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Simpson Center for the Humanities

2017-2018 Society of Scholars

Jordanna Bailkin (Professor, History)

Unsettled: Refugee Camps and the Making of Multicultural Britain

Unsettled reveals the jagged history of how refugees and citizens came to be thought of as separate from one another, and—more surprisingly—how this was not always the case. In a narrative that stretches over six decades, I illustrate just how close refugees and citizens used to be, and how far apart they became. The sense of shared experiences between Britons and refugees largely disappeared by the later decades of the 20th century. Yet this was not a linear trajectory. From the 1930s to the 1980s, the notion of what one deserved in life—what specific kind of home or family or food—underwent constant revision by liberal, social democratic, and neoliberal policymakers. The contemporary notion that the camp marks the absolute division of citizens and others was not a forgone conclusion, but was shaped by the uneven fits and starts of poverty and affluence.


Yomi Braester (Professor, Comparative Literature, Cinema & Media)

Keywords for the Digital City

Certain words have been frequently used to describe the digital city, including palimpsest, modularity, virality, and interface. Such metaphors, however, do not amount to a factual description of the city, but rather introduce an ideological bias, celebrating the neoliberal values of economic productivity, visual branding, and automated networking. My project follows the trajectory of these central keywords, studies their role in urban development, and criticizes their intended impact.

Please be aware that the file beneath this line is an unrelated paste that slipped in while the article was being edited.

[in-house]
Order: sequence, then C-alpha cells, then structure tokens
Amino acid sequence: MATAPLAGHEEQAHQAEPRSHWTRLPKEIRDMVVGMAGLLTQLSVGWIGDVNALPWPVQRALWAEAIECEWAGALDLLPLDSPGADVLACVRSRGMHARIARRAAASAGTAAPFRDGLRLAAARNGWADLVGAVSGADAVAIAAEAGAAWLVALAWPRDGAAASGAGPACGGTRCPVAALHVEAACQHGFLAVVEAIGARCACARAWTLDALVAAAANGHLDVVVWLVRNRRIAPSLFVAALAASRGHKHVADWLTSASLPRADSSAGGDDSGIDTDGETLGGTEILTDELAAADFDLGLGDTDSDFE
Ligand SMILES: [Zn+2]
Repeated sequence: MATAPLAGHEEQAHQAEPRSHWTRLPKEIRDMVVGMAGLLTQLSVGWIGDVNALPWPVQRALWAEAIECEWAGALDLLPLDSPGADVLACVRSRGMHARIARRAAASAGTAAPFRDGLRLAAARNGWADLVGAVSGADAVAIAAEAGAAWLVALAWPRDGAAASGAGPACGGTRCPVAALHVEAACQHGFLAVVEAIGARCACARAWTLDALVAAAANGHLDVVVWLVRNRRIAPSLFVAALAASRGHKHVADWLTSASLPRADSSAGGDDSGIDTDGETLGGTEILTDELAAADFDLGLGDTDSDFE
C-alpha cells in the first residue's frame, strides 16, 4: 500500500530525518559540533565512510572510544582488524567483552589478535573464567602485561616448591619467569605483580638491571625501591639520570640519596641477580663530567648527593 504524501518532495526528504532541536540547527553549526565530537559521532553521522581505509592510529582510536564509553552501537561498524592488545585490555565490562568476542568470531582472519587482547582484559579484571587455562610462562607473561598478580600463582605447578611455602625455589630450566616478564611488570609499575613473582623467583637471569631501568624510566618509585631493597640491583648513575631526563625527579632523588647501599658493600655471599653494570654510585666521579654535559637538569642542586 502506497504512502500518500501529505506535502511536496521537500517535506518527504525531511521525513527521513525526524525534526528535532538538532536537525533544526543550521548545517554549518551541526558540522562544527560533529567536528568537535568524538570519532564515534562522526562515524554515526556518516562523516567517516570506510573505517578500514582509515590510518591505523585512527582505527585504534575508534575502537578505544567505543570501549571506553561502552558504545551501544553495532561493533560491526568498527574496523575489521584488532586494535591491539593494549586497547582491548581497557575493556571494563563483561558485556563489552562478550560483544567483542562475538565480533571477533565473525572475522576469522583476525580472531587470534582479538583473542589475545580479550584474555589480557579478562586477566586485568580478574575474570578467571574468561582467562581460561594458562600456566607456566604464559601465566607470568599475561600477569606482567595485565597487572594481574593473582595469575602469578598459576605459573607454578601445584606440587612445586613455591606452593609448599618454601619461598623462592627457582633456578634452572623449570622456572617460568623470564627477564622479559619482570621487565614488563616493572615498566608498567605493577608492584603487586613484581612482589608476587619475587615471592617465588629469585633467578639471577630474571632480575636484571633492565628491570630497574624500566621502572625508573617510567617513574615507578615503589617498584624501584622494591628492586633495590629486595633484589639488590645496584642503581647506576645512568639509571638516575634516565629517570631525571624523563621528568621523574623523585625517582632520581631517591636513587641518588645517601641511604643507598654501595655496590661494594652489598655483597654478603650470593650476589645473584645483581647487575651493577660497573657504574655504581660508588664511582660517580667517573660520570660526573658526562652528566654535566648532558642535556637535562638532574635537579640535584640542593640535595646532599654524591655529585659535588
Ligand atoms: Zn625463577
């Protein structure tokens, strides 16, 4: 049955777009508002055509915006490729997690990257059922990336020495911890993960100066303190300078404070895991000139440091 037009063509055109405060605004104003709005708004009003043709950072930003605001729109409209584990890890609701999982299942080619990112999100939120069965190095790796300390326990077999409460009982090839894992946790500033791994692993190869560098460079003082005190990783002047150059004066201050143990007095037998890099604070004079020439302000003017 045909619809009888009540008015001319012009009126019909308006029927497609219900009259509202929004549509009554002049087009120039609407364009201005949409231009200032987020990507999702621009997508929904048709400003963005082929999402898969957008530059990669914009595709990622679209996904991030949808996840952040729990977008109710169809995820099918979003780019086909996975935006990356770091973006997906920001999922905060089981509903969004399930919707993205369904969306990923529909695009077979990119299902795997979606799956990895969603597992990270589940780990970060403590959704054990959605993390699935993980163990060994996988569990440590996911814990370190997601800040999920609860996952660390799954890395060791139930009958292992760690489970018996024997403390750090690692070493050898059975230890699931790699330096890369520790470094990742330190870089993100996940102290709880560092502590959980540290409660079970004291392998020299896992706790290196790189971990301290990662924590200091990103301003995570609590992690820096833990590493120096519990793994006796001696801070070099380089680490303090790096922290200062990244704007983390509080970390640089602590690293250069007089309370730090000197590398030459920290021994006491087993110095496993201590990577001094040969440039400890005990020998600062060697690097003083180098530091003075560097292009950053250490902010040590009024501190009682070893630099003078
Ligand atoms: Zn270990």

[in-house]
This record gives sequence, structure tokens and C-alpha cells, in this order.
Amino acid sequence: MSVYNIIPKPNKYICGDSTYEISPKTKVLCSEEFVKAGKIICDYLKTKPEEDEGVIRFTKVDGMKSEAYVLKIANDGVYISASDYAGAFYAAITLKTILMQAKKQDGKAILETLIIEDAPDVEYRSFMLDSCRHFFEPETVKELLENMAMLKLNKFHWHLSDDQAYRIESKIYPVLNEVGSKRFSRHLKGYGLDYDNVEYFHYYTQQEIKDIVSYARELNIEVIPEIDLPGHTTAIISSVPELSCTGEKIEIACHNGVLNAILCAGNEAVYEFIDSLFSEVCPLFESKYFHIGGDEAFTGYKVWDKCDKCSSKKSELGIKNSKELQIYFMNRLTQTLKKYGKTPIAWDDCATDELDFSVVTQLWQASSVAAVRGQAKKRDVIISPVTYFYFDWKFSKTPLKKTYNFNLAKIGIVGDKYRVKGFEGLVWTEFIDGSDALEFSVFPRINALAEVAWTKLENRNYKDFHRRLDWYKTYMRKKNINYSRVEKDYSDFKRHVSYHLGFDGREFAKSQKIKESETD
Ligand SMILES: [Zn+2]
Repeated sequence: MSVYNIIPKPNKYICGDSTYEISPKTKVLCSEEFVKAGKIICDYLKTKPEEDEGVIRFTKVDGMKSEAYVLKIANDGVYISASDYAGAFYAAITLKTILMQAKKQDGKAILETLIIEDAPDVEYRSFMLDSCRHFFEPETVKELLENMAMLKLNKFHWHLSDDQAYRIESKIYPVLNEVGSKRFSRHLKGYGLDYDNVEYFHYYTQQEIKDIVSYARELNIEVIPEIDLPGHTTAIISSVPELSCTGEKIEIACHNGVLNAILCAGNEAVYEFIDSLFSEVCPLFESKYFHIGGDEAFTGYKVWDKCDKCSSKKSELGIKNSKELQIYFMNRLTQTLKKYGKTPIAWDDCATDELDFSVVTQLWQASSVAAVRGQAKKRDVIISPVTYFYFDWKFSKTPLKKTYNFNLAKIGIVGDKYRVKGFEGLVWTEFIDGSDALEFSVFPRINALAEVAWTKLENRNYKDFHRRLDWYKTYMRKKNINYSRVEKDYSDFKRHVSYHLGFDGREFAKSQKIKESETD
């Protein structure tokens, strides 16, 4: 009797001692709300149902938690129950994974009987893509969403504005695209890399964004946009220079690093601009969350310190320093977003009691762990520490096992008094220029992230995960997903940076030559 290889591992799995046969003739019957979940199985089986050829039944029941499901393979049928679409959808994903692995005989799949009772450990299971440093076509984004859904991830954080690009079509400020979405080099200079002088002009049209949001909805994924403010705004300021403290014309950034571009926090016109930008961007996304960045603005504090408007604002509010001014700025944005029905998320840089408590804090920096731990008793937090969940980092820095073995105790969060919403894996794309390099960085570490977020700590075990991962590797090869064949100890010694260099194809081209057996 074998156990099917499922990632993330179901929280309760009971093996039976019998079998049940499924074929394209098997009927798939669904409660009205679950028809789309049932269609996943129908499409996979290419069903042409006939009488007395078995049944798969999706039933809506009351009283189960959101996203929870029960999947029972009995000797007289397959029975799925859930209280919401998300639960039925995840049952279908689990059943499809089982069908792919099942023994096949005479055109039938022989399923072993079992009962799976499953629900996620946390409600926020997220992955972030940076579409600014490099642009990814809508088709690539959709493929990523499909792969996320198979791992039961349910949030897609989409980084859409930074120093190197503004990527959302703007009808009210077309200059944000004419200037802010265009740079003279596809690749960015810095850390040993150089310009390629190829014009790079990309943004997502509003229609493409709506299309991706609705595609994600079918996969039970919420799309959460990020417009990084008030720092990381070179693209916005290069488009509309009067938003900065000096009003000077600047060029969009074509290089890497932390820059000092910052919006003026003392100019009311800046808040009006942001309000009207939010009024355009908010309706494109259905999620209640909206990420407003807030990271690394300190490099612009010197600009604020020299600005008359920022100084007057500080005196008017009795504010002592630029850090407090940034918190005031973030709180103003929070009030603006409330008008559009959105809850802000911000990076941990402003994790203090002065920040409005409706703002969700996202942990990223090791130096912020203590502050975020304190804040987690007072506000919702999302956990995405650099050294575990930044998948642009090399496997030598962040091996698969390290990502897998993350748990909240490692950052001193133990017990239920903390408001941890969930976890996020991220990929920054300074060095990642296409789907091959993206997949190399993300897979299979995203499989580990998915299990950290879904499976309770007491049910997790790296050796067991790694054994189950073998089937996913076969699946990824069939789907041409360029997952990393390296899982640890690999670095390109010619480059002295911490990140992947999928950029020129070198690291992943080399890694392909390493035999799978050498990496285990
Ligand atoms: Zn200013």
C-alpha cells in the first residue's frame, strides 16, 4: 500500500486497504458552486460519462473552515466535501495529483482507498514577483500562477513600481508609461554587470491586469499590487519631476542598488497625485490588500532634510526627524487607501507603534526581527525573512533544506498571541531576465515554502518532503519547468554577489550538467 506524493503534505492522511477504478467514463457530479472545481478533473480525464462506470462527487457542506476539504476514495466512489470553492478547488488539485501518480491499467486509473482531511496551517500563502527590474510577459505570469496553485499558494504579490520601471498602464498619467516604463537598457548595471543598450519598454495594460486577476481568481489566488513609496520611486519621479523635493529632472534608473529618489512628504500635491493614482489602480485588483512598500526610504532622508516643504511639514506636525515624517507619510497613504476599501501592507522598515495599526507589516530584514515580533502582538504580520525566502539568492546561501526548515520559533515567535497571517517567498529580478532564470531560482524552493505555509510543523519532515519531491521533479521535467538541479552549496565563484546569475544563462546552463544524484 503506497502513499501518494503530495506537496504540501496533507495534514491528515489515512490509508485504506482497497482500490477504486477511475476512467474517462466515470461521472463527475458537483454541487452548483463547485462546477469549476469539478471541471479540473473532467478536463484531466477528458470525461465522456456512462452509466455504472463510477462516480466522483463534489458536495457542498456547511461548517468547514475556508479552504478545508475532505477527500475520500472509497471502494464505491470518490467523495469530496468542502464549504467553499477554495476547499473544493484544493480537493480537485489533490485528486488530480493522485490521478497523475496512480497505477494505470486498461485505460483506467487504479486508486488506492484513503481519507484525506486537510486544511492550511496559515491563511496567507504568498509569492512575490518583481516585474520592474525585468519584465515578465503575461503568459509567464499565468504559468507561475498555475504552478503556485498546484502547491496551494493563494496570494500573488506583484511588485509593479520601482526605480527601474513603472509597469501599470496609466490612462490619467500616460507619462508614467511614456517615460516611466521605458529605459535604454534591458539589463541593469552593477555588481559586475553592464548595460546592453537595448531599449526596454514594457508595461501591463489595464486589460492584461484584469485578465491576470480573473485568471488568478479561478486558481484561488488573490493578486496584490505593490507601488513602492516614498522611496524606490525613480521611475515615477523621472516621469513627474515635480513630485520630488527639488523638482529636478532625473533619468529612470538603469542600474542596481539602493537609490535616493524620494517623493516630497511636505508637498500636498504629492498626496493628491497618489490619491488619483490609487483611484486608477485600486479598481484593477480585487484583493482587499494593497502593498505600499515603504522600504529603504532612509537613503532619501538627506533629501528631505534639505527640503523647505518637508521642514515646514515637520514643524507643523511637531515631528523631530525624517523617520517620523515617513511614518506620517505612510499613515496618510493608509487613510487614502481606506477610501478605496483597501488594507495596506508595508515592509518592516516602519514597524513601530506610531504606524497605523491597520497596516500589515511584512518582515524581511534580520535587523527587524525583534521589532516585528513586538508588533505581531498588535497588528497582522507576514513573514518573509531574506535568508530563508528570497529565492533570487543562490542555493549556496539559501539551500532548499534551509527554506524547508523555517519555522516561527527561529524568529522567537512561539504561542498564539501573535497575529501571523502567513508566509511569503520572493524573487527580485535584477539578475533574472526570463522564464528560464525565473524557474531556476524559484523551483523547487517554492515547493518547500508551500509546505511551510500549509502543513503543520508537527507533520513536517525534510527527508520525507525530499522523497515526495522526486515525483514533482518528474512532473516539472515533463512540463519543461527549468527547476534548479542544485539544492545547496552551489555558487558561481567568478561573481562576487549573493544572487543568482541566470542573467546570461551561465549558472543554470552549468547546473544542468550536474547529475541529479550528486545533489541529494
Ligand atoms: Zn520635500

Darren Byler (Doctoral Candidate, Anthropology)

The Art of Life in Chinese Central Asia: Precariousness, Art, and Minority Politics in the City

Following a series of "terrorist events" in 2009, officials of Ürümchi, an ethnically-diverse border city in Northwest China, announced plans to resettle 300,000 indigenous Turkic-Muslim Uyghur inhabitants from “slums” to state-subsidized public housing. They also announced 800 million-yuan investments in art and culture projects across the city which address the goal of building a "global city." Routing my ethnographic research through Uyghur and Han artistic and literary representations of precarious life in the city, this project offers a theoretical framework for understanding the effects of Chinese settler-colonialism and urbanism, and how the lived experience of structural violence gives rise to new forms of art and politics.


Shannon Cram (Assistant Professor, Interdisciplinary Arts & Sciences, UW Bothell)

Unmaking the Bomb: Nuclear Cleanup and the Politics of Impossibility

Unmaking the Bomb explores the complex politics of remediation at Washington State’s Hanford Nuclear Reservation. Home to more than two-thirds of the nation’s high-level nuclear waste and the largest environmental cleanup in human history, Hanford is tasked with managing toxic materials that will long outlast the United States and its regulatory policies. This book uses a critical ethnographic approach to examine the embodied uncertainties and structural impossibilities integral to that effort.